#101 Hachnasat Orchim: Welcoming Guests and Hospitality

#101 Hachnasat Orchim: Welcoming Guests and Hospitality

DSC_3878In this lesson you will learn about the Jewish tradition of welcoming guests and the importance that Jews place on “bringing in” people and sharing lives together. You will study texts from the Torah and rabbinic literature that teach about the spiritual and practical value of welcoming guests, in Hebrew, hachnasat orchim.



The passover Haggadah says, “let all who are hungry come and eat.”

We believe that welcoming guests adds positive value to our communities and to our lives.


OLYMPUS DIGITAL CAMERA“The Lord God appeared to Abraham as he was sitting at the entrance of the tent … looking up, he saw: behold, three men standing opposite him. As soon as he saw them he ran from the entrance of the tent to greet them, and bowing down to the ground he said: ‘My Lord, if I have found favor in your sight, do not go on past your servant. Let a little water be brought; bath your feet and recline under that tree.’ ”  

– Book of Genesis, Chapter 18

#3. WATCH –
Abraham’s Tent: A Playfully Jewish Explanation of Why This Bible Hero Matters


“Let your house be open; let the poor be members of your household. Let a person’s house be open to the north and to the south and to the east and to the west, even as Abraham’s house was, for Abraham made four doors to his house, that the poor might not be troubled to go round the house, but that each would find they faced a door as they approached . . .”
-Adapted by Rabbi Natan 7:17a

#5: WATCH : Tucson Refugee Ministry “Welcome the Stranger”

#6. WATCH – Kid President’s Letter to a Person on Their First Day Here

#7 STUDY THIS: When you are a guest . . .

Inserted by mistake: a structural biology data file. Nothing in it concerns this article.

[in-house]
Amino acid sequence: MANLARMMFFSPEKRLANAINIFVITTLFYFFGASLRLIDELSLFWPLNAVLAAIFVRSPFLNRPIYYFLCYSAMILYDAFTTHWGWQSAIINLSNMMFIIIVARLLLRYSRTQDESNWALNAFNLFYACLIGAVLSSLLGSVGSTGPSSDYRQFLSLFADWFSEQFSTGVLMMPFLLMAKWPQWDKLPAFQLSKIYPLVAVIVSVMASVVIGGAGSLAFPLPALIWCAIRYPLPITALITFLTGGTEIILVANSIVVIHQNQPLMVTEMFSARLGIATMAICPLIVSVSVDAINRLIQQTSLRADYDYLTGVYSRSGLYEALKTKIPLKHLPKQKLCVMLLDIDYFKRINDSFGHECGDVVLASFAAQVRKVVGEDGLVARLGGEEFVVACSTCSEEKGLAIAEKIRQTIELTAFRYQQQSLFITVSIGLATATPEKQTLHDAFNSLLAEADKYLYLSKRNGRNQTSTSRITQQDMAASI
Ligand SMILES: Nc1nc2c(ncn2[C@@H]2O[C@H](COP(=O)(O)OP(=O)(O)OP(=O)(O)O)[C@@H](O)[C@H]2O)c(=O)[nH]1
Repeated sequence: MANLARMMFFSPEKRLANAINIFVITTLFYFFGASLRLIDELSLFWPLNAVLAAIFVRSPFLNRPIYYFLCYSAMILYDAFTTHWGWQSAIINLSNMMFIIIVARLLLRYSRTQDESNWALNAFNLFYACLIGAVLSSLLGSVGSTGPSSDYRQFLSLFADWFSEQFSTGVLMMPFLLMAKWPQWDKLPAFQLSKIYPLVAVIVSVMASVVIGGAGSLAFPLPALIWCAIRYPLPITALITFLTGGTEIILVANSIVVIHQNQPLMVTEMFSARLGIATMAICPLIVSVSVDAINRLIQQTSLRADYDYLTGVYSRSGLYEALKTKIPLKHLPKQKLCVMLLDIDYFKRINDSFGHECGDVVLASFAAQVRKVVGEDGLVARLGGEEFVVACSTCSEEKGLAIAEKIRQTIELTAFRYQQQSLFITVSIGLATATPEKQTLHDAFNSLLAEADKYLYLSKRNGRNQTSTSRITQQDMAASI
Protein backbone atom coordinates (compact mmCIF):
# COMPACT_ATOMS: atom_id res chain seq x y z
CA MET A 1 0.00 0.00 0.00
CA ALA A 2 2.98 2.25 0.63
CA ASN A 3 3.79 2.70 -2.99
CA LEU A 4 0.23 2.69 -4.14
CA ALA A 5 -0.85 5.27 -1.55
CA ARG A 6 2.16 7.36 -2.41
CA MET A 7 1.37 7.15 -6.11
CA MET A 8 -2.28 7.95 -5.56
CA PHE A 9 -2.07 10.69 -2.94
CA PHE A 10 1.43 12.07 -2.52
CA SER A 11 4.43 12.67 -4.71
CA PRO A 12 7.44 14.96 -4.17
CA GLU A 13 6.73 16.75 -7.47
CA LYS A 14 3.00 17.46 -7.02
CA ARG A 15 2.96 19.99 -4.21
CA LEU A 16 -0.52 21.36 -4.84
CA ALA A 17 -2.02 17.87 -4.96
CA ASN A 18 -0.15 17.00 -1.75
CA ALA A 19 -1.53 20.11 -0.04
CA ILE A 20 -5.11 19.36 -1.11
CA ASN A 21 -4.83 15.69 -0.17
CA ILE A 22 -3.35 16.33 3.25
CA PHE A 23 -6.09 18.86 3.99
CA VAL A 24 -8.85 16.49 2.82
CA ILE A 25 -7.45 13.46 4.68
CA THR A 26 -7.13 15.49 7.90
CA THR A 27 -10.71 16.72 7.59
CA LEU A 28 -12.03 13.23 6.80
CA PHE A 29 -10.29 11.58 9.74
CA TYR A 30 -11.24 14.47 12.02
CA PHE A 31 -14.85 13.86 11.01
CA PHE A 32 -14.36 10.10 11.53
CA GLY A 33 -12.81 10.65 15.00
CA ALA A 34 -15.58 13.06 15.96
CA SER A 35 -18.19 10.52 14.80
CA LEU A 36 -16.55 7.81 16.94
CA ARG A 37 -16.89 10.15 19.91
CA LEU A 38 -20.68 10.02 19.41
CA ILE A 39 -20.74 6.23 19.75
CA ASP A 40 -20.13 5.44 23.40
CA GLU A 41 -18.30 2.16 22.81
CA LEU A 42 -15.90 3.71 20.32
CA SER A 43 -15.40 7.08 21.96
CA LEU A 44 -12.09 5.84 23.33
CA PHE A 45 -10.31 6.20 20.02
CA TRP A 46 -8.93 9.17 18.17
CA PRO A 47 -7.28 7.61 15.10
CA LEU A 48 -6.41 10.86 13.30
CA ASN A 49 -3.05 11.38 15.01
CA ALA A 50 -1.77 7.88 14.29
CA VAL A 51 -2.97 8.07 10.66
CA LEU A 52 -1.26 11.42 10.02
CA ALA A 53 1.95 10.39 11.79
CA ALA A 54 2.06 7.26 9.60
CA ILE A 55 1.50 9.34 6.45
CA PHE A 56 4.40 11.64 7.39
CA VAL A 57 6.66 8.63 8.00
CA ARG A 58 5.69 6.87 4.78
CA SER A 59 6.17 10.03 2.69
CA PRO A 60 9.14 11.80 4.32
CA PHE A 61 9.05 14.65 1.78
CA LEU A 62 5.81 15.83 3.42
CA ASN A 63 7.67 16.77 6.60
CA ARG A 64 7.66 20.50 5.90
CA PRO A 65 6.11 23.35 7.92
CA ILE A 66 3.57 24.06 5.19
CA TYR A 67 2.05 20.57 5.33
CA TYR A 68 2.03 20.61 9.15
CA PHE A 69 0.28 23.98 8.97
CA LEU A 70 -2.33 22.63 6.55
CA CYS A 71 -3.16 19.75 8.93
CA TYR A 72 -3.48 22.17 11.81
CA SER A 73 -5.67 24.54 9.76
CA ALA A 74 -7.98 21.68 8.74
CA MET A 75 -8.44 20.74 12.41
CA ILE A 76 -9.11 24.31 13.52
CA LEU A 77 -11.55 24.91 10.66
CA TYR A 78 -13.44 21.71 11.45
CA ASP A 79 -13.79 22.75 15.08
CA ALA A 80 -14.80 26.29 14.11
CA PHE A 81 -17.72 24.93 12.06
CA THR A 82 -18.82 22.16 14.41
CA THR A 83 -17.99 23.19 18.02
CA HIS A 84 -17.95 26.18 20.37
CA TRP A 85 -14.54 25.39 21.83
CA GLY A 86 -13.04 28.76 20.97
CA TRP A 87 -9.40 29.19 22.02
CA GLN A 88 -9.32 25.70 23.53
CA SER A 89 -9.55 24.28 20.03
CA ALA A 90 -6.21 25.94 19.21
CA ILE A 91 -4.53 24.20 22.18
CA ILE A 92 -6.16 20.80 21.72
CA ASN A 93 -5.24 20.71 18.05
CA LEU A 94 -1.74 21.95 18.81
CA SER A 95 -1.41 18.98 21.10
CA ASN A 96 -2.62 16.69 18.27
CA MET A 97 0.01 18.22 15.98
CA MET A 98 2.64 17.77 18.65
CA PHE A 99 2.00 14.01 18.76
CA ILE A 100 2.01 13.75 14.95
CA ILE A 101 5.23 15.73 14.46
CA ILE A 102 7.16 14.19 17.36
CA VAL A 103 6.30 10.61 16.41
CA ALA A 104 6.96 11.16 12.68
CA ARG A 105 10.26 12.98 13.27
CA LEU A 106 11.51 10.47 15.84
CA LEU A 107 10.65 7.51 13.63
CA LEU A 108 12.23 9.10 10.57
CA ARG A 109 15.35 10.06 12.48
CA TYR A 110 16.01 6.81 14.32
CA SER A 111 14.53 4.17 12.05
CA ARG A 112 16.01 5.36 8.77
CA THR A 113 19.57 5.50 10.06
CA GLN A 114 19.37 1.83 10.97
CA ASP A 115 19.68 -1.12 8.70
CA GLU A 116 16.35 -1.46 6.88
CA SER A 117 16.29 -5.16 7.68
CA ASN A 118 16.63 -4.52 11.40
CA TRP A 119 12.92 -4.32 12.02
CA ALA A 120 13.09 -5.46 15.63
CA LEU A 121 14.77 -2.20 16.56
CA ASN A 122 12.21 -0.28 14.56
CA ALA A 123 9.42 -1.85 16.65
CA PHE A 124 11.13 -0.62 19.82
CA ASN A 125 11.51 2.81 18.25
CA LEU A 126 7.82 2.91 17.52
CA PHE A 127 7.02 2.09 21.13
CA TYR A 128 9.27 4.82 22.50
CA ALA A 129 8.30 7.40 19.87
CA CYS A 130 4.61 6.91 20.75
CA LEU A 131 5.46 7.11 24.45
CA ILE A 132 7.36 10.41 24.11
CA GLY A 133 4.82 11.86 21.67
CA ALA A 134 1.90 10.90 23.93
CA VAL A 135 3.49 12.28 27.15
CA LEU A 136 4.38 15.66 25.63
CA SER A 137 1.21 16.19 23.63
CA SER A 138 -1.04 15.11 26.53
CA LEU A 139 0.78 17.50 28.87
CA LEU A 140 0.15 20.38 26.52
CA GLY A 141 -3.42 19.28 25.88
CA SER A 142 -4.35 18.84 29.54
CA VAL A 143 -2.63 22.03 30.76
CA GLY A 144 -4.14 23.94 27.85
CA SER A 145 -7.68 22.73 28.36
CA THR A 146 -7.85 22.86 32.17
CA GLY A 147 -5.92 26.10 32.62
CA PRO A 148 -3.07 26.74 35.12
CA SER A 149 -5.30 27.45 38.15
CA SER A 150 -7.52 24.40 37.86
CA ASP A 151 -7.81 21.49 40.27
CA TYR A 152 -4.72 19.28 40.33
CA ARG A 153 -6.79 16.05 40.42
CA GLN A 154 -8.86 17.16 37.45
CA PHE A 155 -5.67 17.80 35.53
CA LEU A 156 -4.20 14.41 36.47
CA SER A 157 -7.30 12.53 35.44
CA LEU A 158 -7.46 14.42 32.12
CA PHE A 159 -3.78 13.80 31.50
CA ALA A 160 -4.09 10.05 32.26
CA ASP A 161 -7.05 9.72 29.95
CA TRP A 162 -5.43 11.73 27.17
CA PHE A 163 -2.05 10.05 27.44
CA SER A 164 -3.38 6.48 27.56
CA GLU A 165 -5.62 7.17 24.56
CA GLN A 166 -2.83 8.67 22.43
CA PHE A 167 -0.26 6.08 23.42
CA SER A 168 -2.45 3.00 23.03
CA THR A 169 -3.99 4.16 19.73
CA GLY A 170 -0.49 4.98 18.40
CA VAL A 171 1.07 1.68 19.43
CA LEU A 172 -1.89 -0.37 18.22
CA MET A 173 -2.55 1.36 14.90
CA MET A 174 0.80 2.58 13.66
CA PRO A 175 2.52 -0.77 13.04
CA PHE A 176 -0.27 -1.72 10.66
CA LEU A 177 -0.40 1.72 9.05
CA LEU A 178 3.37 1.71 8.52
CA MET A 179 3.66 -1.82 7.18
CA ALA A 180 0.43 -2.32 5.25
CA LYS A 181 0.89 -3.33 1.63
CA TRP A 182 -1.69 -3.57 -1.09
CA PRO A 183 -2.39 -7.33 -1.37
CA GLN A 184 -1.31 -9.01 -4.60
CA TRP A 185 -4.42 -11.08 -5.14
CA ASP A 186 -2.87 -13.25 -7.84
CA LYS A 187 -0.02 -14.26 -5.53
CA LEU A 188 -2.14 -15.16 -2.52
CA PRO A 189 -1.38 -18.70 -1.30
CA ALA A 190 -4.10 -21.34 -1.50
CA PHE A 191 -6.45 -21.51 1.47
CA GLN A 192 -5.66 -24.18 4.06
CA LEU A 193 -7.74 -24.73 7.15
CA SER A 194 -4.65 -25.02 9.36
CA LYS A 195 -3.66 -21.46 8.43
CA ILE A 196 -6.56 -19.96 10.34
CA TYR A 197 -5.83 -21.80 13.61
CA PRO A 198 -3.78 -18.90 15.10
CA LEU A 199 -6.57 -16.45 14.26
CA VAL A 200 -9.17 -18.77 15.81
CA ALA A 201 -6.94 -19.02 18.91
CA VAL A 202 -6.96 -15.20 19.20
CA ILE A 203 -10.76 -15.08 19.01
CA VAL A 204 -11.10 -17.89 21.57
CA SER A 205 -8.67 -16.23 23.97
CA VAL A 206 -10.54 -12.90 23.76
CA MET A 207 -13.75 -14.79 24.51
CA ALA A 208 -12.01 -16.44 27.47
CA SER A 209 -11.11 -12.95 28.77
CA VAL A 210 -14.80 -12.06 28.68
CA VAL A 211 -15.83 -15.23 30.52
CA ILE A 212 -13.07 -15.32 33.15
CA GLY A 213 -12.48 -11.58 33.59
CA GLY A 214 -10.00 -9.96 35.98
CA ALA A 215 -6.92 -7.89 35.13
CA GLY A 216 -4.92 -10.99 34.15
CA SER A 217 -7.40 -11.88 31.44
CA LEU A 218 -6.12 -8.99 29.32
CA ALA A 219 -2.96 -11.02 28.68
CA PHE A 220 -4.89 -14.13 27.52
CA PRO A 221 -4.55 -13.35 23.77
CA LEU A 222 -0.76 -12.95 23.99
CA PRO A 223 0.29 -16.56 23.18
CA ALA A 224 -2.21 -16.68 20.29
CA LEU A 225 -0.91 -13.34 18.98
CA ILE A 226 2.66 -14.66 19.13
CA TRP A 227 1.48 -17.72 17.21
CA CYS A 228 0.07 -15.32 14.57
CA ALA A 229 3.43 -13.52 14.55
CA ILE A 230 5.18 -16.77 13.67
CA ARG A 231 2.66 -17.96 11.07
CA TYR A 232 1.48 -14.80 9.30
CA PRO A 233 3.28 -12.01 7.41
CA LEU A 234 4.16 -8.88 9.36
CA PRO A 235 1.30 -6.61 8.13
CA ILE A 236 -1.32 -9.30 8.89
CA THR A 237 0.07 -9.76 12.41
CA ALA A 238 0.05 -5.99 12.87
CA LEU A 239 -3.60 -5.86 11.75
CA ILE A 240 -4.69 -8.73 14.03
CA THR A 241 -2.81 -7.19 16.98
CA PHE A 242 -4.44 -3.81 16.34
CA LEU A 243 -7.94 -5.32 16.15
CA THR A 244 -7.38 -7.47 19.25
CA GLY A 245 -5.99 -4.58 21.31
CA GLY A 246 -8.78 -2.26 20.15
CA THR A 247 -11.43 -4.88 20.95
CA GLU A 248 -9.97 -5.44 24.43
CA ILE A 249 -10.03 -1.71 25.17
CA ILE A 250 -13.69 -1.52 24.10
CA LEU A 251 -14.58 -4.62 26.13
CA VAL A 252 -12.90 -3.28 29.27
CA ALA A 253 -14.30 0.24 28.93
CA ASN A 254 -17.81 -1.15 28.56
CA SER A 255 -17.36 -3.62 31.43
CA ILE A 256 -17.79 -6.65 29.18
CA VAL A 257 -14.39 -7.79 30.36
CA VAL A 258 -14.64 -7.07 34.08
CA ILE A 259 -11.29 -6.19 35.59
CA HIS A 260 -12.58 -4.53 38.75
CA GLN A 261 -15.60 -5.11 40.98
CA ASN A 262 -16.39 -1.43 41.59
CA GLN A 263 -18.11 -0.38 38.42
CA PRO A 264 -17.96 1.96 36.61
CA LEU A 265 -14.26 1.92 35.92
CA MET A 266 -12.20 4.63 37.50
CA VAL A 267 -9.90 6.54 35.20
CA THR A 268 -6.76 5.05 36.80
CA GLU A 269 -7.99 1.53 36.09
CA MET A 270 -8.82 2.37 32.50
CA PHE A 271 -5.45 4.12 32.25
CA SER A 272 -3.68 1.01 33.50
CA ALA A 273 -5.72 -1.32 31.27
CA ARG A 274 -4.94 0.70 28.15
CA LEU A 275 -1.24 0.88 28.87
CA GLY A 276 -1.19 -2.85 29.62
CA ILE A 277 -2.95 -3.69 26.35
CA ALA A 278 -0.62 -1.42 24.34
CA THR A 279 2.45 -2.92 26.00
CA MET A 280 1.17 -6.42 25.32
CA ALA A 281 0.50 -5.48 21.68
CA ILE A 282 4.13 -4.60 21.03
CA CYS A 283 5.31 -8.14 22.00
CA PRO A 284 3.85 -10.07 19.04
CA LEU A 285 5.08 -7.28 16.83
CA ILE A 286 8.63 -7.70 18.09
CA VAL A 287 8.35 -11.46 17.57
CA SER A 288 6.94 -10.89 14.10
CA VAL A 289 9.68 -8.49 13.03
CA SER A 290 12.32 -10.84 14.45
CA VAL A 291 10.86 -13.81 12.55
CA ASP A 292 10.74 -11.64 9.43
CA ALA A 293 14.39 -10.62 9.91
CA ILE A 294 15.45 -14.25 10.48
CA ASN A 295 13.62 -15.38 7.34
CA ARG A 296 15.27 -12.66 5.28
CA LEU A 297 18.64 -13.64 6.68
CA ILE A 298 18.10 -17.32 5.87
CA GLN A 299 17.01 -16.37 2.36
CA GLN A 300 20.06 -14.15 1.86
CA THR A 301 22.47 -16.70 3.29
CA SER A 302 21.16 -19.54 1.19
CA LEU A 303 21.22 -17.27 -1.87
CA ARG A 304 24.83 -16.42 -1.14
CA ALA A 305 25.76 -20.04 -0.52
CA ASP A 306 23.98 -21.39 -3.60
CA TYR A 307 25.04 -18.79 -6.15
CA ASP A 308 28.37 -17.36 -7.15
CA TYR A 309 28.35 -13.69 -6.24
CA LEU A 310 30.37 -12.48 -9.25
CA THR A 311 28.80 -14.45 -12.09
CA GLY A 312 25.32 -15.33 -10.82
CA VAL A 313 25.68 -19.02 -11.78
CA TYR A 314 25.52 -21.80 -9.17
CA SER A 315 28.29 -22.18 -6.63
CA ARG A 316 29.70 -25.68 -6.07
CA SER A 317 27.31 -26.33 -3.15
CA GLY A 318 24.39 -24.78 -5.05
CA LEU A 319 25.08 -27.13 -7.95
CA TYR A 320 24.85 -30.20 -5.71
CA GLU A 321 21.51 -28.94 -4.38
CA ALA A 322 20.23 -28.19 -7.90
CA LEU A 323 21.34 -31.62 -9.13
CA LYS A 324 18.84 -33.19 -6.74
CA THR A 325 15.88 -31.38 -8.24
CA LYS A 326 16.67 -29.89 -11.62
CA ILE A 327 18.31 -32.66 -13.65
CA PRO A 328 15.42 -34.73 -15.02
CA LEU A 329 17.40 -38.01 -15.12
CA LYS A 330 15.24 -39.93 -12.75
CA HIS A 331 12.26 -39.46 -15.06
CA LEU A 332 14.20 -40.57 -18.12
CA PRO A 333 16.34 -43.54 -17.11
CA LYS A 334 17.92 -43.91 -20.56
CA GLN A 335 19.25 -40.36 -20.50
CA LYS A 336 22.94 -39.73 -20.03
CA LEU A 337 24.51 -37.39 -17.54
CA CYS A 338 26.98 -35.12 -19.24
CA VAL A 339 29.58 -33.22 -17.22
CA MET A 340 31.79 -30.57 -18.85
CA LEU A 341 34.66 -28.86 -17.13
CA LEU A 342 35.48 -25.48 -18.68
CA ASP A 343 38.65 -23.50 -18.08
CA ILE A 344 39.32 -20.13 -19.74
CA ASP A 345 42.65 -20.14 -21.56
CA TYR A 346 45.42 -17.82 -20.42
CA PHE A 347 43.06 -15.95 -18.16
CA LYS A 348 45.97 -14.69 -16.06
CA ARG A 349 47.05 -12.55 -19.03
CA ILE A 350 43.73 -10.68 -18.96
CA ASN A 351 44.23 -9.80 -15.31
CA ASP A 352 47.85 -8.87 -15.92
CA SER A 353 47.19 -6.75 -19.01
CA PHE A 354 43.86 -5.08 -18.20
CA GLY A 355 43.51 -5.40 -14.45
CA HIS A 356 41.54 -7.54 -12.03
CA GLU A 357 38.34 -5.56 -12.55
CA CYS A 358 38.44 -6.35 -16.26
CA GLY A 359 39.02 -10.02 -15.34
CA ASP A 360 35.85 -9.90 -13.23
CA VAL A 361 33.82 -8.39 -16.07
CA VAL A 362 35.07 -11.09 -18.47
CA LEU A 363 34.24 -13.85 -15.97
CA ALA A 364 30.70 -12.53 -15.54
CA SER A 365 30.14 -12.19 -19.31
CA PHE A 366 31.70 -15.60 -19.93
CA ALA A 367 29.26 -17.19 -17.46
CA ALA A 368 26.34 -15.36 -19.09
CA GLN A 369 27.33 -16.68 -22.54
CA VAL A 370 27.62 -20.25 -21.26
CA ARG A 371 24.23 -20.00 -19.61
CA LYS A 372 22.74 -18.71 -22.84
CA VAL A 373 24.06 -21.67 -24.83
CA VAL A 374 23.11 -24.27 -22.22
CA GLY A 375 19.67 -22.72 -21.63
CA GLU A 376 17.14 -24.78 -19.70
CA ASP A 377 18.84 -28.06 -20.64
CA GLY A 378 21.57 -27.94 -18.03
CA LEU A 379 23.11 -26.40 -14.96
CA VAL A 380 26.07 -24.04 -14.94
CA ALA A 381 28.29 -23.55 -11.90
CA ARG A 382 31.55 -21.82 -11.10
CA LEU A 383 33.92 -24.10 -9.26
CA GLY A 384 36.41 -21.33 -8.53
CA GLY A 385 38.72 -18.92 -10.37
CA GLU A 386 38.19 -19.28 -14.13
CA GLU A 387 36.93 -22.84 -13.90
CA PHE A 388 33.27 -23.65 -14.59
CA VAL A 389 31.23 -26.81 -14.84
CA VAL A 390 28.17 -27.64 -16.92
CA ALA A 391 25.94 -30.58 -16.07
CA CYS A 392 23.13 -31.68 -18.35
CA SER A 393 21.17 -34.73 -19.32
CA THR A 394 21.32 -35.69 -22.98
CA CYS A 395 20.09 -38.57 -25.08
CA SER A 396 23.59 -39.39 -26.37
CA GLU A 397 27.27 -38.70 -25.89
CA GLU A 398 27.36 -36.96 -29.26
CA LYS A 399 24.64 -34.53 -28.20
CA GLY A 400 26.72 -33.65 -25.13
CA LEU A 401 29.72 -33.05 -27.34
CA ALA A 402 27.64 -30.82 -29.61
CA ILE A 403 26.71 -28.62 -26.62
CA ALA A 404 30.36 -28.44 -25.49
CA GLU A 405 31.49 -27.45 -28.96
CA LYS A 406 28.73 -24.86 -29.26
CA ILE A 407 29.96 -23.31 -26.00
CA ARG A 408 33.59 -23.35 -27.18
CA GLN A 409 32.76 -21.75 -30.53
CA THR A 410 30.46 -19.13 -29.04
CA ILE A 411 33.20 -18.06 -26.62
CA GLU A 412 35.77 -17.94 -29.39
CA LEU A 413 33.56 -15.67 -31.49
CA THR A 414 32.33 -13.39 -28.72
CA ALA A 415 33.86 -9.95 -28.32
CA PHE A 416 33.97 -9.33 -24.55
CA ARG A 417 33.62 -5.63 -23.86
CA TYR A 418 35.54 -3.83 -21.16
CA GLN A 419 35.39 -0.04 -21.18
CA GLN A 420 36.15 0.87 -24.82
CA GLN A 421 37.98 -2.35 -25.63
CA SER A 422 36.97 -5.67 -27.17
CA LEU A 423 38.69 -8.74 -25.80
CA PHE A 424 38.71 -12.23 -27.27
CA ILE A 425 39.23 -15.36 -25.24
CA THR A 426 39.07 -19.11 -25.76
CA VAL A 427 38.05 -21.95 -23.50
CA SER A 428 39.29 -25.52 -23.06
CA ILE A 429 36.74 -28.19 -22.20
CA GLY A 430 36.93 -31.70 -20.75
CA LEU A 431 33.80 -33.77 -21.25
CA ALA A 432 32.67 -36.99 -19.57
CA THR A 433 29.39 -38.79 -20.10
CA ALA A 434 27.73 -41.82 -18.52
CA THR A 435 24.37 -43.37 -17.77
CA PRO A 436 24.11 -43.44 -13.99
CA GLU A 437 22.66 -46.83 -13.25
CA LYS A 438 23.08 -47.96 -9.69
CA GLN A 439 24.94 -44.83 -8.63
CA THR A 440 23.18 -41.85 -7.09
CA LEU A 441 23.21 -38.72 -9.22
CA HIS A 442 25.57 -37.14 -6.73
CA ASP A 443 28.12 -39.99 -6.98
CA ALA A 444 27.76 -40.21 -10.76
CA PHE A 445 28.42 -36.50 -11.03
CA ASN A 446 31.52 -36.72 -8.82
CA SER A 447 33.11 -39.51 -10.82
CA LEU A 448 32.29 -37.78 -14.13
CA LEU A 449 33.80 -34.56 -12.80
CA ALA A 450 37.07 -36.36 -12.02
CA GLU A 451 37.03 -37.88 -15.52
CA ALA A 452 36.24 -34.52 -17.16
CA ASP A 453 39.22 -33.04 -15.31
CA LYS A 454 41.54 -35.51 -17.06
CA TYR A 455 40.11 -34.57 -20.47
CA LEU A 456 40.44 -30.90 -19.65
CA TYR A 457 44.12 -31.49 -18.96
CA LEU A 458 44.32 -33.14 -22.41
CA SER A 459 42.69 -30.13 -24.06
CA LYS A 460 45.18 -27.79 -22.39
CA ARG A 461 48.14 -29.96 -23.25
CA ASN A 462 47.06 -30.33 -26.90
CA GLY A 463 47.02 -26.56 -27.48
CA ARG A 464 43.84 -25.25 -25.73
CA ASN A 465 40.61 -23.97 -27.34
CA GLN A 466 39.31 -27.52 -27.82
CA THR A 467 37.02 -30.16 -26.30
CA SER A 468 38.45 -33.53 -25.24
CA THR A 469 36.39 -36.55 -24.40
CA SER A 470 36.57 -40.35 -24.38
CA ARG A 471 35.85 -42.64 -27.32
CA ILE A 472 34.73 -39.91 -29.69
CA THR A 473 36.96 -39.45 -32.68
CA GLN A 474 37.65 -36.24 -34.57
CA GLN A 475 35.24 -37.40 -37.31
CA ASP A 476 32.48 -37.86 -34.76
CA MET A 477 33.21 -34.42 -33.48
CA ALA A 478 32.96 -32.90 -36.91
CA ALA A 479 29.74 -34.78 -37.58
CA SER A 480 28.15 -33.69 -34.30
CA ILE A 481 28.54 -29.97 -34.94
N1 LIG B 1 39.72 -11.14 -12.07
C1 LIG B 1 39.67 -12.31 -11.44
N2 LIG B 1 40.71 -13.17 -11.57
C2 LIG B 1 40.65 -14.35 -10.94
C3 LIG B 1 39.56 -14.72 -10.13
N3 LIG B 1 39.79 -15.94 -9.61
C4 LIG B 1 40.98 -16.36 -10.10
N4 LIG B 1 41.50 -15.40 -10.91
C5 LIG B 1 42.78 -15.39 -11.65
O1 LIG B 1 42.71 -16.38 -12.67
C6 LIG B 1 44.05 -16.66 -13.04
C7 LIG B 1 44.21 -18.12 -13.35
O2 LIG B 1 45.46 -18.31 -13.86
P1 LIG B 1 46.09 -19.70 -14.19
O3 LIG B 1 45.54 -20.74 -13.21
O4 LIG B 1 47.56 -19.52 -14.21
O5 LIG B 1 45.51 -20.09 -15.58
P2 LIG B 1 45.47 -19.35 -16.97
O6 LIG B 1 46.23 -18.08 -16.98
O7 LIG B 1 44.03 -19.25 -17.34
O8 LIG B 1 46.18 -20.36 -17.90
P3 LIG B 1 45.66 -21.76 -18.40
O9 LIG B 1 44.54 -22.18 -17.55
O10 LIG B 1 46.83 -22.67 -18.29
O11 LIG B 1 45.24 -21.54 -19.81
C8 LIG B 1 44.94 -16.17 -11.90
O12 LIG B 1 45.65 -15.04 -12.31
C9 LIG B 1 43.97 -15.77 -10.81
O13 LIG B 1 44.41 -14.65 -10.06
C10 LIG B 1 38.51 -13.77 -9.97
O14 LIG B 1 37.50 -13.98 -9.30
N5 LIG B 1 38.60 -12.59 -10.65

What does a good guest say? “How much trouble my host has taken for me! How much meat he has set before me! How much drink has he set before me! And all the trouble he has taken was for me!”

What does a bad guest say? “How much after all has my host put himself out, really? I have eaten one piece of bread, one slice of meat, I have drunk one cup of wine.”

Talmud, Brachot 58a


1. How do you say “welcome the guest” in Hebrew?
2. What does a welcoming face look like? How does a not welcoming face look?
3. Hospitality is not limited to the home. This virtue can be expressed in many places. Can you think of three places in your life where hospitality is expressed widely? Can you think of three places where there should be more hospitality?
4. What groups of people in our community could benefit from more hospitality? In what way?

Need some help?

We’re here for you. At any time, if you have any questions, please contact one of our teachers so we can help you.

Also, at the end of the session, remember to review your responses in your Tamid Workbook so you can get credit for this lesson. Behatzlacha (Hebrew for good luck)!

You can reach us at (646)360-0689 or connect@tamidnyc.org